Moving south, fast jets and military helicopters gathered at the weekend for the Royal International Air Tattoo (RIAT) at RAF Fairford. The crowds were not disappointed as they enjoyed displays by the Airbus A400M Atlas, the RAF’s Chinook, the US Air Force’s B-52 Stratofortress and U-2 ISR aircraft. To see the impressive displays, watch the full video here.

Meanwhile, MTSN editor Trevor Nash covered the UK’s Air Support to Defence Operational Training (ASDOT) requirement, which has ratcheted up with Cobham Special Missions signing a teaming agreement with Draken International to pursue this high-profile UK MoD programme.

Draken has now left the Babcock-led team and remaining team members are now reassessing the situation.

cobham-draken

Across the Channel, LWI editor Grant Turnbull reported on the new ‘fifth generation’ missile system making its way towards the French Army later this year.

Special forces

In Latin America forces initiated the annual Fuerzas Comando competition in Paraguay. The competition is aimed to improve doctrine, concepts of operation and tactics across the joint operating environment. Read more.

Staying with special forces, our correspondent Andrew White draws our attention to events in the Arctic Circle and high north as he reports on Russian activities in the region and NATO’s response. Read about how NATO is seeking to develop its cold weather capabilities after over a decade of operations in the Middle East here.

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Exercising muscle

Meanwhile, after last week’s visit to Hong Kong by China’s aircraft carrier, the Liaoning, the Chinese Navy is currently en route to the Baltic Sea where it will engage in military drills with the Russian Navy.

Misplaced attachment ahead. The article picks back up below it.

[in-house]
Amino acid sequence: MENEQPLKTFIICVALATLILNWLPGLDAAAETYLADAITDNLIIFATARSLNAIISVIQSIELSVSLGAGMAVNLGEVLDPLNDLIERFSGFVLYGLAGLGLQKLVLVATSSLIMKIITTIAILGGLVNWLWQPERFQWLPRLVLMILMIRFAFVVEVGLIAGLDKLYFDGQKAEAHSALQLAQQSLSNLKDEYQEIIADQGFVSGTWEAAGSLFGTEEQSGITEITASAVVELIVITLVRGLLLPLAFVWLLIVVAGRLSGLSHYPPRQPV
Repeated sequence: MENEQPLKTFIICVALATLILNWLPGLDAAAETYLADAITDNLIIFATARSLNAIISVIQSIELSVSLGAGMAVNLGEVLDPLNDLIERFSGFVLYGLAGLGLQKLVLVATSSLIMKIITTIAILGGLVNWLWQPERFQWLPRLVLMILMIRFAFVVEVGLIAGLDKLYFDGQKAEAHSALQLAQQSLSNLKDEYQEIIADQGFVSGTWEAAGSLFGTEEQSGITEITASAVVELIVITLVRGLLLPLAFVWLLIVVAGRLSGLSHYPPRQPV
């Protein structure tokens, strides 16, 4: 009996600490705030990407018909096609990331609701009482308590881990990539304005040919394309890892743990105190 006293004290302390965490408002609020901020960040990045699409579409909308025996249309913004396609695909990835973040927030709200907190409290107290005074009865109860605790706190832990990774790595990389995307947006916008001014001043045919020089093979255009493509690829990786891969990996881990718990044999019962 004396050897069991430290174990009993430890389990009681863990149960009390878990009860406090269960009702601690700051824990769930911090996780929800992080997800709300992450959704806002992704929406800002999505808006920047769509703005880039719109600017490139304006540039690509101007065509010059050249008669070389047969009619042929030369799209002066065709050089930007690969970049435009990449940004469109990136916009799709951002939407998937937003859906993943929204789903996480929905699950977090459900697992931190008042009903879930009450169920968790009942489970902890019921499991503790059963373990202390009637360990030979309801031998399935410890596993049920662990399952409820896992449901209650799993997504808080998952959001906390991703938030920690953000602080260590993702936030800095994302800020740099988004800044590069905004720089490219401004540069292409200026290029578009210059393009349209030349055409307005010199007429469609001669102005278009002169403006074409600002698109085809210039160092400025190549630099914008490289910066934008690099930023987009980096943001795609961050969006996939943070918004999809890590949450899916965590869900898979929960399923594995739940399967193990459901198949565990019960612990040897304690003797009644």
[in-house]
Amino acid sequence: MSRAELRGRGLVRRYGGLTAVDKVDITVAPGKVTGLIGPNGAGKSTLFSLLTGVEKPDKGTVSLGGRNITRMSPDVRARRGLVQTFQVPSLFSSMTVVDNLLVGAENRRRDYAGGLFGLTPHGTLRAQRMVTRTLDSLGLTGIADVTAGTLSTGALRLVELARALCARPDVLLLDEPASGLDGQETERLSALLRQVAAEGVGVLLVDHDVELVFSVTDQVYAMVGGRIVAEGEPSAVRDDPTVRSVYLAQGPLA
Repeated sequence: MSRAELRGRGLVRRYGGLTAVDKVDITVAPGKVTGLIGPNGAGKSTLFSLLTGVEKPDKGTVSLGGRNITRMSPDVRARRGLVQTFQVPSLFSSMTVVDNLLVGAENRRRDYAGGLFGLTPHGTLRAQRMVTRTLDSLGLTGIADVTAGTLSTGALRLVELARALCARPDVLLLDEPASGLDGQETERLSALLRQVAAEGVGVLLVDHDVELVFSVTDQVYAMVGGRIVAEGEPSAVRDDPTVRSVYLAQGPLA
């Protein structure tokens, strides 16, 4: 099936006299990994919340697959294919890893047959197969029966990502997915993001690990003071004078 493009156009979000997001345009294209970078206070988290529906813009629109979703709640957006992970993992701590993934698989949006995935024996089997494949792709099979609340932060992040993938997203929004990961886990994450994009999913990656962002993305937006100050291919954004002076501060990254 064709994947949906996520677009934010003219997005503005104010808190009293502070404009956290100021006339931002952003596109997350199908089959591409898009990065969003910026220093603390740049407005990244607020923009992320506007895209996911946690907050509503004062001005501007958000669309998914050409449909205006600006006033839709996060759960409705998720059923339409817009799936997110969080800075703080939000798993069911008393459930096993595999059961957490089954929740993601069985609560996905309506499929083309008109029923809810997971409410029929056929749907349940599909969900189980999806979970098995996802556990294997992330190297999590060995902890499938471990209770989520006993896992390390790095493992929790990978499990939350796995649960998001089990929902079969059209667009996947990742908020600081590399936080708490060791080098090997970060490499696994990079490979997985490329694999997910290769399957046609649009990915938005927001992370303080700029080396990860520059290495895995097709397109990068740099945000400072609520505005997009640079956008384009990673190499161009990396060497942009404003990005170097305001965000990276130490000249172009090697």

China has continued its naval expansion with the mass-production of new classes of fighting vessels, increased presence in the South China Sea and this week the opening of its first overseas military base in Djibouti, strategically located on the Gulf of Aden.

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PLAN’s Jinan in Hong Kong

In Australia, the USMC’s 31st Marine Expeditionary Unit (MEU) took part in  Exercise Talisman Saber 2017 where new technologies and equipment were trailed in a large-scale military exercise.

On the blog, a father-son team marked Canada’s 150 years by circumnavigating the world in a Bell 429. The trip is demonstrating the advances in SATCOM technology as the duo share images and videos of their journey in flight as technology companies overcome the disruption caused by rotor blades.

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Father and son duo Bob and Steven Dengler in front of the Bell 429 helicopter they’ll be piloting during their journey as the world’s first Canadian helicopter flight team around the world.

Hot off the press: this week Defence Helicopter has gone to press. Editor Helen Haxell takes a look at the CH-53K and V-22 military programmes as well as training helicopters in this edition. Other features include HMDS and crew safety.

 

 

US Army finally ‘going green’ in Europe

When it comes to operating in the field, one of the most important considerations for any soldier is camouflage. From painting exposed skin with cam cream, to covering vehicles with nets and various bits of foliage, the purpose is the same; blend into your surroundings.

It probably goes without saying that your camouflage varies depending on your environment. Tan colours for desert environments, white for snow conditions and green for woodland. Simple, right?

Unfortunately for the US forces currently stationed in Europe, it’s actually not so simple. Over a decade of fighting in the hot and sandy environments of the Middle East and Central Asia has meant that many of its vehicles are still painted in desert tan – despite being deployed in the woodland environments of Eastern European as part of Operation Atlantic Resolve.